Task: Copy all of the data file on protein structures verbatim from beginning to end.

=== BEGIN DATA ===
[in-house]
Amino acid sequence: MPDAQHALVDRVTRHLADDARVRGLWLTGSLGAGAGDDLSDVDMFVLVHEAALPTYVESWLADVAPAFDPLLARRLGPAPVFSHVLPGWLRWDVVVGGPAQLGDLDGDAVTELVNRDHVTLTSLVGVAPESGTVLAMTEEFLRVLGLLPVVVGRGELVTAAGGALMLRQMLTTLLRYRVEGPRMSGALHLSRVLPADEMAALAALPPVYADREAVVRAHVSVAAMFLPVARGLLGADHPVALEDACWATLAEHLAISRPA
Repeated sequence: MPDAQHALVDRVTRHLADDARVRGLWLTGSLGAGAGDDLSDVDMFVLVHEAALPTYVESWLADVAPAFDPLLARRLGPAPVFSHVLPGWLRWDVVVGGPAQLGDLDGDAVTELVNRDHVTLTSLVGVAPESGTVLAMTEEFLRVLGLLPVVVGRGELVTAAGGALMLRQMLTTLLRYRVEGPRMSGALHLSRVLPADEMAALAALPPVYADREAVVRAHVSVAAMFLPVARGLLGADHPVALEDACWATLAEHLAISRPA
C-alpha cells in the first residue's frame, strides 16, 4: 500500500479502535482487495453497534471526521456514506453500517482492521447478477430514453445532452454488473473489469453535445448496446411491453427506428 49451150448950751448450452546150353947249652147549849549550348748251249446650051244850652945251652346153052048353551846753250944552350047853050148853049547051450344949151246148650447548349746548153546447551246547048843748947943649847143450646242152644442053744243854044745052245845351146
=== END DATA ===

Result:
[in-house]
Amino acid sequence: MPDAQHALVDRVTRHLADDARVRGLWLTGSLGAGAGDDLSDVDMFVLVHEAALPTYVESWLADVAPAFDPLLARRLGPAPVFSHVLPGWLRWDVVVGGPAQLGDLDGDAVTELVNRDHVTLTSLVGVAPESGTVLAMTEEFLRVLGLLPVVVGRGELVTAAGGALMLRQMLTTLLRYRVEGPRMSGALHLSRVLPADEMAALAALPPVYADREAVVRAHVSVAAMFLPVARGLLGADHPVALEDACWATLAEHLAISRPA
Repeated sequence: MPDAQHALVDRVTRHLADDARVRGLWLTGSLGAGAGDDLSDVDMFVLVHEAALPTYVESWLADVAPAFDPLLARRLGPAPVFSHVLPGWLRWDVVVGGPAQLGDLDGDAVTELVNRDHVTLTSLVGVAPESGTVLAMTEEFLRVLGLLPVVVGRGELVTAAGGALMLRQMLTTLLRYRVEGPRMSGALHLSRVLPADEMAALAALPPVYADREAVVRAHVSVAAMFLPVARGLLGADHPVALEDACWATLAEHLAISRPA
C-alpha cells in the first residue's frame, strides 16, 4: 500500500479502535482487495453497534471526521456514506453500517482492521447478477430514453445532452454488473473489469453535445448496446411491453427506428 49451150448950751448450452546150353947249652147549849549550348748251249446650051244850652945251652346153052048353551846753250944552350047853050148853049547051450344949151246148650447548349746548153546447551246547048843748947943649847143450646242152644442053744243854044745052245845351146